We caught a later bus and did make it into Ourense. We decided to add an extra day just to collect ourselves and rest before moving onward.

Always thinking of you. You are loved...Buen Camino. 

Nancy Stoeckel 

Monday, April 18, 2016

Lubian and Onward

We are getting better at our navigational skills and now find that even if the roads are clear we have no hesitation to alter our trail if we find a better route. We have found this to be exciting and are enjoying all that we have been able to experience this way.

We do not see many other walkers this way and I have to admit that while I truly love this time of solitude I also love meeting fellow travelers on occasion. Today was such a day.

We were definitely off the Camino but out path transected part of the cyclist path today. In the middle of nowhere we looked up and saw two men riding down our road. They stopped and came over and we found out that they take a cycling trip every year together and had begun a little further south than we had and would soon complete their adventure. They lived in Belgium but one man was from France and the other from Romania. Dino, the man from Romania, made a beeline to Tom and immediately asked where we were from. When we said the USA he asked why he had a Romanian flag sewn on the back of his backpack. When we explained that we carried patches from our family back home and that our daughter had given us this patch because of the way it had changed her life after living there we were immediately connected. We would meet later in the evening and have dinner with them and hear of the many twists and turns their lives had taken and why they were both on the Camino today. It was a beautiful 'rags to riches' tale and we are honored to have heard it.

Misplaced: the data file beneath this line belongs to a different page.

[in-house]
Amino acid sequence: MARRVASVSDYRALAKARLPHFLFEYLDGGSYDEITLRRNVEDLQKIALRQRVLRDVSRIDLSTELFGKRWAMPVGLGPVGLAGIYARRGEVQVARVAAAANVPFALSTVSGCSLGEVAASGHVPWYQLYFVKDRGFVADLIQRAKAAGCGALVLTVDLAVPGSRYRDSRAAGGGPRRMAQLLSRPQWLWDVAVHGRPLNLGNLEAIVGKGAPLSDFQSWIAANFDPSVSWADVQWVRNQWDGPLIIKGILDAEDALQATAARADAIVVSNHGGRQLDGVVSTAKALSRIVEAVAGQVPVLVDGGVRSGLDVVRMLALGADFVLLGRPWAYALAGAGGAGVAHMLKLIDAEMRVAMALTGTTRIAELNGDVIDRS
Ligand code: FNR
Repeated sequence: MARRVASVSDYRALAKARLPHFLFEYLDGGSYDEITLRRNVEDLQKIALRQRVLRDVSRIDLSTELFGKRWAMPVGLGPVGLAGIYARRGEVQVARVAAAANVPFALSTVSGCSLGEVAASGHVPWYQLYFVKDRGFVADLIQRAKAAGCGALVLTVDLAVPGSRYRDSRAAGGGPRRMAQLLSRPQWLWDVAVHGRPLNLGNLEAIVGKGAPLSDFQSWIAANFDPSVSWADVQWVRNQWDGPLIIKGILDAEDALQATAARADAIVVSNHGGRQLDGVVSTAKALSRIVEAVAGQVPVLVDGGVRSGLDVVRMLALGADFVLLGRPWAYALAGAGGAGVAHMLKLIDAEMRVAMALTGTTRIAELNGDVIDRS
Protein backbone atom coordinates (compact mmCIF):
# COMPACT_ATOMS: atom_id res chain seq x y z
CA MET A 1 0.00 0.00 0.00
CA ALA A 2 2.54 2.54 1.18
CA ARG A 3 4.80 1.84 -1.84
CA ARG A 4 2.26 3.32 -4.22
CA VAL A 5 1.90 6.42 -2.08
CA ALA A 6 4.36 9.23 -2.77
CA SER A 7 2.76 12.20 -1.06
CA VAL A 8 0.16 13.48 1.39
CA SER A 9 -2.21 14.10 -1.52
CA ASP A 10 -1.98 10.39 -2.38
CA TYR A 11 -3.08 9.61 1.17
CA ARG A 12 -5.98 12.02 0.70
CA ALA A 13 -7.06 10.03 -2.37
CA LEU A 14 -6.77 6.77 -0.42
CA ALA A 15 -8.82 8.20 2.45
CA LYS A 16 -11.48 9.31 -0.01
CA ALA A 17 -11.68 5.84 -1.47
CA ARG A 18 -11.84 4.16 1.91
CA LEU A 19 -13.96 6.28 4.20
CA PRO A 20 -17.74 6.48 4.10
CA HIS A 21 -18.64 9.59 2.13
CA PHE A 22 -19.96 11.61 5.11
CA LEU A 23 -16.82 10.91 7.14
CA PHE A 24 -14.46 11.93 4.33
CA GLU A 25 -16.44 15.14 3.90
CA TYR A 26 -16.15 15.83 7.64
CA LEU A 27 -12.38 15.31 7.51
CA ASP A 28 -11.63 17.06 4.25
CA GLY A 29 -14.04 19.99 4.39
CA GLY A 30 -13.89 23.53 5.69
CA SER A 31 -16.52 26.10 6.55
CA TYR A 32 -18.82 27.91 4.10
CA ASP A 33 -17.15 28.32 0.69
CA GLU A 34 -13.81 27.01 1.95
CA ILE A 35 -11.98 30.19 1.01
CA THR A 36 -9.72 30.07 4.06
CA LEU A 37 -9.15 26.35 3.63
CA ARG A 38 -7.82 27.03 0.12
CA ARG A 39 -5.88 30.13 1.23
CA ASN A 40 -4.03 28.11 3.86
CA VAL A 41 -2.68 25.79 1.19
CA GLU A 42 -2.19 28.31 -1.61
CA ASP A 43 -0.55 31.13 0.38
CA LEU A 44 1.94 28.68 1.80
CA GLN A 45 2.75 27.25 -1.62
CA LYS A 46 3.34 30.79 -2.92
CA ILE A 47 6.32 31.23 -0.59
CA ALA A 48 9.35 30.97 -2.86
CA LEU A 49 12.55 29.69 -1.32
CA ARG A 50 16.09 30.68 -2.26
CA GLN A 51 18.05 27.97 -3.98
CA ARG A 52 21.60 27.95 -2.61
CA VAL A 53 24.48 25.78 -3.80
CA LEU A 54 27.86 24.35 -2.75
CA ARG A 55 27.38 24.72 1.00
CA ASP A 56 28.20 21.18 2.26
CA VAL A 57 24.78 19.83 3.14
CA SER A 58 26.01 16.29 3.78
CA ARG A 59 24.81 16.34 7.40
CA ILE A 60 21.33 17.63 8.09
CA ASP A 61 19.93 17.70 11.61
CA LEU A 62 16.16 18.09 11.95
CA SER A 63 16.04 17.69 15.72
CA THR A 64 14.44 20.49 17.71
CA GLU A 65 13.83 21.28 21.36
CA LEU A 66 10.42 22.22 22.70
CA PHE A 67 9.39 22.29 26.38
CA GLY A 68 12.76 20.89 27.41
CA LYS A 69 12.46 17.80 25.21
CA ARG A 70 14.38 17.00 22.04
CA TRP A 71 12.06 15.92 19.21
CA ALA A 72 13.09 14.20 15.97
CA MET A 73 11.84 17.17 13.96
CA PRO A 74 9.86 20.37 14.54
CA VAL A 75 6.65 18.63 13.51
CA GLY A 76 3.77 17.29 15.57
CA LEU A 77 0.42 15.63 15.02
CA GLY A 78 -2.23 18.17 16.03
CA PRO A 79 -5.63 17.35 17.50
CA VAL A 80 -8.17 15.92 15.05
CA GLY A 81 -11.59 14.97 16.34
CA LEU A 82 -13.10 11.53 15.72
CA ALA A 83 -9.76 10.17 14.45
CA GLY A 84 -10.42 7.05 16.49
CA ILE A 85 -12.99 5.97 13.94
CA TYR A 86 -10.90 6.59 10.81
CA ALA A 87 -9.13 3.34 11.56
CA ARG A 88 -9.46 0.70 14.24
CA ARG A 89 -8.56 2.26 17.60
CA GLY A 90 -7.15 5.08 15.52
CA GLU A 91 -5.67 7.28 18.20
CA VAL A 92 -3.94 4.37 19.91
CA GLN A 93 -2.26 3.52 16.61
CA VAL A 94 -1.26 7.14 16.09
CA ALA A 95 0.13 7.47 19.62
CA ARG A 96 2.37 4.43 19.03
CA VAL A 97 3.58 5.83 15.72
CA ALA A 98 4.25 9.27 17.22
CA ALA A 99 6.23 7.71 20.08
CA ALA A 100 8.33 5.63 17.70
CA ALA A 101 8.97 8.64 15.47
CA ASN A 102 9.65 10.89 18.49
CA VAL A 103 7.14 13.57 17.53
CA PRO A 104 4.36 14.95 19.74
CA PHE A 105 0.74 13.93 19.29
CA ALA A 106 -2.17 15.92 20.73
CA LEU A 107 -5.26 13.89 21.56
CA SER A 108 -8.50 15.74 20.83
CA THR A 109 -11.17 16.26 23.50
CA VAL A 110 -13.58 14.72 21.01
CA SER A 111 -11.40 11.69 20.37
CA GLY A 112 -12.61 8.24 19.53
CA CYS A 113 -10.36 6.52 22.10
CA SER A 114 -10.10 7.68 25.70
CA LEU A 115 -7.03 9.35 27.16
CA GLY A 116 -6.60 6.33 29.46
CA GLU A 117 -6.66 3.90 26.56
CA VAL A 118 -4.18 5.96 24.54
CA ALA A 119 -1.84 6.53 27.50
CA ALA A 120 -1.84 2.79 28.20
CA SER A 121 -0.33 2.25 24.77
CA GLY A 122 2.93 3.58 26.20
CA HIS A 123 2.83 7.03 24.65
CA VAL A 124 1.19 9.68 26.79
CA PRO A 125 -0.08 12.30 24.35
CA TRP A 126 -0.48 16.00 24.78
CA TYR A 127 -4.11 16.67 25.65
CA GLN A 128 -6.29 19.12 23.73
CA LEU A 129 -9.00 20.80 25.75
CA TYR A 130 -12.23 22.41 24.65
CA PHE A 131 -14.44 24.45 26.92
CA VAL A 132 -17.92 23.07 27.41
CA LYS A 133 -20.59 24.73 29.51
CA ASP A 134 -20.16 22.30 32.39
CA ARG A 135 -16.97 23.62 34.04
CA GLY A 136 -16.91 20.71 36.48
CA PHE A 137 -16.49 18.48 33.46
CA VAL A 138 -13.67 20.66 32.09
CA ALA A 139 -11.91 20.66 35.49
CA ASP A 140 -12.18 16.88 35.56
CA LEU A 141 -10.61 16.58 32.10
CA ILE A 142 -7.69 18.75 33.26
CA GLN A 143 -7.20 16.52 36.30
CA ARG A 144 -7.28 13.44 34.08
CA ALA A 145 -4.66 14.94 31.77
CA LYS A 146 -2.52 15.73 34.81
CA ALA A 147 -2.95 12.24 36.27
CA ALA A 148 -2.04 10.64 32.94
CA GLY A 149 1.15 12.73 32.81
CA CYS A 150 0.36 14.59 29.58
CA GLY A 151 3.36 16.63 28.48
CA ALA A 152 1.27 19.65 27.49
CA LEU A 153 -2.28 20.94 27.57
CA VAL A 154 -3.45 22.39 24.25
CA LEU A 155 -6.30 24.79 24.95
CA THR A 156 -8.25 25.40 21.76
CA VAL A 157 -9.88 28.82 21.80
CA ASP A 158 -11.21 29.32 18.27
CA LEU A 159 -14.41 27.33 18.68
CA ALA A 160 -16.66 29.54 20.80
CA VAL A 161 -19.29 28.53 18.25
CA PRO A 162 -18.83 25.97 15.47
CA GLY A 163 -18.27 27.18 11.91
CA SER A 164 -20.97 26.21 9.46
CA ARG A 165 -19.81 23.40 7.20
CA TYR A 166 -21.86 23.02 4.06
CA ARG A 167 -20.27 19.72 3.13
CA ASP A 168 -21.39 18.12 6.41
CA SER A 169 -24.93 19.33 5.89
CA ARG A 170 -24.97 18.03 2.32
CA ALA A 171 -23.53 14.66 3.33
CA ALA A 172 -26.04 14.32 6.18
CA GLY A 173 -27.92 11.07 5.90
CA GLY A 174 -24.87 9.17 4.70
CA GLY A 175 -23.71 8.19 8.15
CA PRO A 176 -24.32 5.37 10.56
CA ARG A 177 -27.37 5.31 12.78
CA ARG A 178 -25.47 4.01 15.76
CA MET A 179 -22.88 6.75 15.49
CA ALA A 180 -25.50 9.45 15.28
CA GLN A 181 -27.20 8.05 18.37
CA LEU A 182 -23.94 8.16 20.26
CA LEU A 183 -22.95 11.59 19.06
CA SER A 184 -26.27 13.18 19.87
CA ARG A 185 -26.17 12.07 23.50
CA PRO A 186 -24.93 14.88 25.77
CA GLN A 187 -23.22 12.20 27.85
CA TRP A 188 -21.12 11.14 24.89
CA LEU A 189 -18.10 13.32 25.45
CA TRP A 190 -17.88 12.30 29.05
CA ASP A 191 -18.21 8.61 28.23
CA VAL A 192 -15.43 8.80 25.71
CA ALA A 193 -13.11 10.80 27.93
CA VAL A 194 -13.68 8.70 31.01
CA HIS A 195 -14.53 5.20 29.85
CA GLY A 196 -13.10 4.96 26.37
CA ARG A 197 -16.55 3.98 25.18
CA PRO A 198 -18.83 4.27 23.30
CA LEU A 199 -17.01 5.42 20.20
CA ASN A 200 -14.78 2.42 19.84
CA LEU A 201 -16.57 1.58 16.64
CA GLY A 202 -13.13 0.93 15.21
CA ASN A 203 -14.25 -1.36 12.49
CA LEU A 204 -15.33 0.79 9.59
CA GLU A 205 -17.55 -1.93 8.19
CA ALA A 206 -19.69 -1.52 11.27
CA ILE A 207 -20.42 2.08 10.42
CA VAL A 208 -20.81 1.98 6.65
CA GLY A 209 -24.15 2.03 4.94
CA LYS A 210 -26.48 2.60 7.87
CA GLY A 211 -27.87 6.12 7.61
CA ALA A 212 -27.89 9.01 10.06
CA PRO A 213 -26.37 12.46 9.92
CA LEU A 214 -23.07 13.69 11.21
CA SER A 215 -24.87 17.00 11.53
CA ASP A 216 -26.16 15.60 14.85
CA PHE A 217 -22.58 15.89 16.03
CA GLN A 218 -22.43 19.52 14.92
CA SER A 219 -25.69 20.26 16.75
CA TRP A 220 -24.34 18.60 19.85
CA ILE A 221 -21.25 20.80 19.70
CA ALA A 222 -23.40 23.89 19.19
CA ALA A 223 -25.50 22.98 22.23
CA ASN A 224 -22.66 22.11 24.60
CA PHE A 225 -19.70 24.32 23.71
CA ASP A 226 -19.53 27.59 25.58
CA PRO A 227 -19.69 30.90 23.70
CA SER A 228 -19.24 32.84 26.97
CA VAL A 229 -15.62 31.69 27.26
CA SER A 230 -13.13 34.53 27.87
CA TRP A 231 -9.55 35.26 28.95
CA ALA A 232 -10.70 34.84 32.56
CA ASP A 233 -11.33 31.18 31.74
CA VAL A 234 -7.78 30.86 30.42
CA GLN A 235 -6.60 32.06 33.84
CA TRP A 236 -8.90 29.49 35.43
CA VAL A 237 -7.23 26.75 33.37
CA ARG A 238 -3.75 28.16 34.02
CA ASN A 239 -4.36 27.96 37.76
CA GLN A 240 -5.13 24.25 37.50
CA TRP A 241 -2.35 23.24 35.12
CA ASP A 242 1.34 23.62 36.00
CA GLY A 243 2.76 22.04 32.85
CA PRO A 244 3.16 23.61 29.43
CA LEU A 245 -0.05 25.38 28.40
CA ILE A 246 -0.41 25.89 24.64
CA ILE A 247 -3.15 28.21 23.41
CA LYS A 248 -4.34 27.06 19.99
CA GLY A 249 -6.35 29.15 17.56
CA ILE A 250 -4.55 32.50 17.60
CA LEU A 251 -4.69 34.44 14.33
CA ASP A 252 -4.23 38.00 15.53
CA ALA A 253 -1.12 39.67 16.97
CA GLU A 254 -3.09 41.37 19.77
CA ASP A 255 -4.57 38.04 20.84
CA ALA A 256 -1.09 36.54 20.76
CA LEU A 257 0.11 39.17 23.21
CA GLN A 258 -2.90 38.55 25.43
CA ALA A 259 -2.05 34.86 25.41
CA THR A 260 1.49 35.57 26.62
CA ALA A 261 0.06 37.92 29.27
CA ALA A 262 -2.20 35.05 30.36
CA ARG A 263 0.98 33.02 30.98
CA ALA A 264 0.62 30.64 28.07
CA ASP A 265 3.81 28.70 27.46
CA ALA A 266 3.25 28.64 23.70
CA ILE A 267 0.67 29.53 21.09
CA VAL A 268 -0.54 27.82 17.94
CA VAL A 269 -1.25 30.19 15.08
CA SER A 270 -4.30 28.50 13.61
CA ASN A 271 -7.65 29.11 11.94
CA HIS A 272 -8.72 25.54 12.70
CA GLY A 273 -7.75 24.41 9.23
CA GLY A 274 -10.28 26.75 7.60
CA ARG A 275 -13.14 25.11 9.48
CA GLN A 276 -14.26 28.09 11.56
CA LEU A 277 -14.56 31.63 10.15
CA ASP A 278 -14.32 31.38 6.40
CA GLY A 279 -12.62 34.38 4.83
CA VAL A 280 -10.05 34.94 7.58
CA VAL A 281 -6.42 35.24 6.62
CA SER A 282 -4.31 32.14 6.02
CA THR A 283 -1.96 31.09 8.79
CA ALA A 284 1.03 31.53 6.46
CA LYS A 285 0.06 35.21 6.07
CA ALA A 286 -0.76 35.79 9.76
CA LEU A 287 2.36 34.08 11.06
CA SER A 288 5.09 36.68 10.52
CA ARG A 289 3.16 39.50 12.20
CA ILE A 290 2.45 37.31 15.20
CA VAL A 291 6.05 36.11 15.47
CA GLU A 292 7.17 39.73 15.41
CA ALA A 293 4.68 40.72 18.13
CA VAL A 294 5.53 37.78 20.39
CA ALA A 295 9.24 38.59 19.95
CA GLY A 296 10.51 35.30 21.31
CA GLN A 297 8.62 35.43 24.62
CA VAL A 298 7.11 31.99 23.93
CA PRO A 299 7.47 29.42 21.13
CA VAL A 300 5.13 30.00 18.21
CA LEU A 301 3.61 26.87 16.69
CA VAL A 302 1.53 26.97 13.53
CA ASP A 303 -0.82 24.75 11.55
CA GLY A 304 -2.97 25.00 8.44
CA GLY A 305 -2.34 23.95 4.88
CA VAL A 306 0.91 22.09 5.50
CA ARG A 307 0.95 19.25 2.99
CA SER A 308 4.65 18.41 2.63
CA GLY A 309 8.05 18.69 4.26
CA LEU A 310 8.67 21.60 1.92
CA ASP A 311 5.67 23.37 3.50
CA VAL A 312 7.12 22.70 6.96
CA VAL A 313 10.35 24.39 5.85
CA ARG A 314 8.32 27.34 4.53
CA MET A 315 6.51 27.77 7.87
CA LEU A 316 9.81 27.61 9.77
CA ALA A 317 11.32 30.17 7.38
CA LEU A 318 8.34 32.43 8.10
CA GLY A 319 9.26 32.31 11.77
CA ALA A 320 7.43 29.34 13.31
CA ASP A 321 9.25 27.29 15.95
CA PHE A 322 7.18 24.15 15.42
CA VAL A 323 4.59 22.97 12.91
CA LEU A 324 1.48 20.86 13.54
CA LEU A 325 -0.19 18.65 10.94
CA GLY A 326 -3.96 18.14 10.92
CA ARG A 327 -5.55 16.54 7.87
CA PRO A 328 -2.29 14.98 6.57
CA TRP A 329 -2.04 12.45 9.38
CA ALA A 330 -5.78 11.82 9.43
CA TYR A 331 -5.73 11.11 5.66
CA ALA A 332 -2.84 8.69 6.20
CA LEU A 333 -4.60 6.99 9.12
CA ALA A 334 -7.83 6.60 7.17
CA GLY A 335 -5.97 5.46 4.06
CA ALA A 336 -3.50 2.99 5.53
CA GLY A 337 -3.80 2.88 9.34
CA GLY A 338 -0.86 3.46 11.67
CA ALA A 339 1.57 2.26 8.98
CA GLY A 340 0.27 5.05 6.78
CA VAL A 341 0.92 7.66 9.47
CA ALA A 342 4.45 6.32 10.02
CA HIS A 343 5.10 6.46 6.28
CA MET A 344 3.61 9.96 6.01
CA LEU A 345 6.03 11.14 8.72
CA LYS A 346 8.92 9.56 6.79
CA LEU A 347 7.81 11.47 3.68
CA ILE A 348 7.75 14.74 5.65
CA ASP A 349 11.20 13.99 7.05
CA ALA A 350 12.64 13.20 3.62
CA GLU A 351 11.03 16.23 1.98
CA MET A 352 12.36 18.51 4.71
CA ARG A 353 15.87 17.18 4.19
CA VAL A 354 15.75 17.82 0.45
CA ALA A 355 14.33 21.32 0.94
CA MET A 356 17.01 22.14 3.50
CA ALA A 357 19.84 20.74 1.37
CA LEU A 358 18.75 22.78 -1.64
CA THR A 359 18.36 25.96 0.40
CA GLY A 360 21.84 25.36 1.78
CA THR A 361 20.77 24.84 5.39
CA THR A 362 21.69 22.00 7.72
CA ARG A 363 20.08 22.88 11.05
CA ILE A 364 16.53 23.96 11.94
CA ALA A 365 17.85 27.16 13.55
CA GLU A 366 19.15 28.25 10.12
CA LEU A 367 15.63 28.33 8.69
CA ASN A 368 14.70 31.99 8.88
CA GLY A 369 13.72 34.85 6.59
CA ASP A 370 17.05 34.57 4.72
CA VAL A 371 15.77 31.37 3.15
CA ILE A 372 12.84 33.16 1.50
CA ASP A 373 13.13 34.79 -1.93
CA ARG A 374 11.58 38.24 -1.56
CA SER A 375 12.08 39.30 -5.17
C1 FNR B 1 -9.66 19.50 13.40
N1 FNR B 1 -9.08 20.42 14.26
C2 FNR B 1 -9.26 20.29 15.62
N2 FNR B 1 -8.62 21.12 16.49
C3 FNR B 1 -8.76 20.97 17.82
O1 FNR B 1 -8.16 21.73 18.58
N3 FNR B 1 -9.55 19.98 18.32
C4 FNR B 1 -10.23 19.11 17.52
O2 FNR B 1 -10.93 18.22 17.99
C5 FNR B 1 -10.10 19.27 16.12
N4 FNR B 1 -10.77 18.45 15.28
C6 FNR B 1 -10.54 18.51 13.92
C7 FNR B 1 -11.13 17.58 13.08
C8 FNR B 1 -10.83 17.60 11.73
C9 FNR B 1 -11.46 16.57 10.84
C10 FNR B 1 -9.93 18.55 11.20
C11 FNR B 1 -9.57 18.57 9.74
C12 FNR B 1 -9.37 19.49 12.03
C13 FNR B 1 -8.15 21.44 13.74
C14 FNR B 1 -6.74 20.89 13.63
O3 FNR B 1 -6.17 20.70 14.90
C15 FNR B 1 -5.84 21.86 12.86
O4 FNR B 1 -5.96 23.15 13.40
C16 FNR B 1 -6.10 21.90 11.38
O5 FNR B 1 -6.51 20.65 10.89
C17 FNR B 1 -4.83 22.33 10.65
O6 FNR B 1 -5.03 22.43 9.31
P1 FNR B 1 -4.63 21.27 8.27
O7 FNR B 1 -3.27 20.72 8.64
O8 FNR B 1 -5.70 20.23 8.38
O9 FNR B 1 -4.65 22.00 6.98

We still have rain nearly everyday but it is not as cold as it had once been. We are quite good at adjusting our attire as the weather dictates. We think of you many times through out these days. You are loved...Buen Camino.

Sunday, April 17, 2016

Off the Camino

 We are technically off the Camino and, technically still on the Camino. Due to the weather and the closure of some of the mountainous trails we have been improvising and creating our own trails.  We are still heading in the same direction, through Galicia to Santiago de Compostela, but we are no longer using our guide book.  Instead, we are  accomplishing this on our own with the help of GPS and our maps. 

It has been exciting as we determine our destination for the day and then try to figure out how we are going to get there. For those of you in the know, you know this means I am relying entirely on Tom. It has brought us to places we had not expected to visit and we are seeing the nooks and crannies of this part of Spain. It has made all the difference in the world.